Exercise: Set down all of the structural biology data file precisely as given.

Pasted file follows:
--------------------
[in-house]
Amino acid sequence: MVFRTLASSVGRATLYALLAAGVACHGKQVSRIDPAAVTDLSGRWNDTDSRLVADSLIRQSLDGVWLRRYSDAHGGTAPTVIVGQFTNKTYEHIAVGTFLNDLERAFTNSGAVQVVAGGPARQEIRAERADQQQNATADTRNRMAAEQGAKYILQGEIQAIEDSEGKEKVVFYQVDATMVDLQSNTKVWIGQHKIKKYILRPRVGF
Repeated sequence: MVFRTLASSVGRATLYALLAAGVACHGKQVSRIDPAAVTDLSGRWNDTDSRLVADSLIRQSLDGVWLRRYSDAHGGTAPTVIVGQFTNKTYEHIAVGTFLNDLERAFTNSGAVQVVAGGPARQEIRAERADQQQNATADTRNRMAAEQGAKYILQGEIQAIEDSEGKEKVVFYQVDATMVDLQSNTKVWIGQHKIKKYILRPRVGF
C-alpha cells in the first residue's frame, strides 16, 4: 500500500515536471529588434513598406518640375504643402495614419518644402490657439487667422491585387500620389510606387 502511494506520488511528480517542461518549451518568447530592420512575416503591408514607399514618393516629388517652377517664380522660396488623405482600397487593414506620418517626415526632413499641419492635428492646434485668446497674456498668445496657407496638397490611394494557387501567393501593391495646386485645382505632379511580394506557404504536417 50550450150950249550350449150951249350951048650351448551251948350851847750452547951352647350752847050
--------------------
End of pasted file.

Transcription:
[in-house]
Amino acid sequence: MVFRTLASSVGRATLYALLAAGVACHGKQVSRIDPAAVTDLSGRWNDTDSRLVADSLIRQSLDGVWLRRYSDAHGGTAPTVIVGQFTNKTYEHIAVGTFLNDLERAFTNSGAVQVVAGGPARQEIRAERADQQQNATADTRNRMAAEQGAKYILQGEIQAIEDSEGKEKVVFYQVDATMVDLQSNTKVWIGQHKIKKYILRPRVGF
Repeated sequence: MVFRTLASSVGRATLYALLAAGVACHGKQVSRIDPAAVTDLSGRWNDTDSRLVADSLIRQSLDGVWLRRYSDAHGGTAPTVIVGQFTNKTYEHIAVGTFLNDLERAFTNSGAVQVVAGGPARQEIRAERADQQQNATADTRNRMAAEQGAKYILQGEIQAIEDSEGKEKVVFYQVDATMVDLQSNTKVWIGQHKIKKYILRPRVGF
C-alpha cells in the first residue's frame, strides 16, 4: 500500500515536471529588434513598406518640375504643402495614419518644402490657439487667422491585387500620389510606387 502511494506520488511528480517542461518549451518568447530592420512575416503591408514607399514618393516629388517652377517664380522660396488623405482600397487593414506620418517626415526632413499641419492635428492646434485668446497674456498668445496657407496638397490611394494557387501567393501593391495646386485645382505632379511580394506557404504536417 50550450150950249550350449150951249350951048650351448551251948350851847750452547951352647350752847050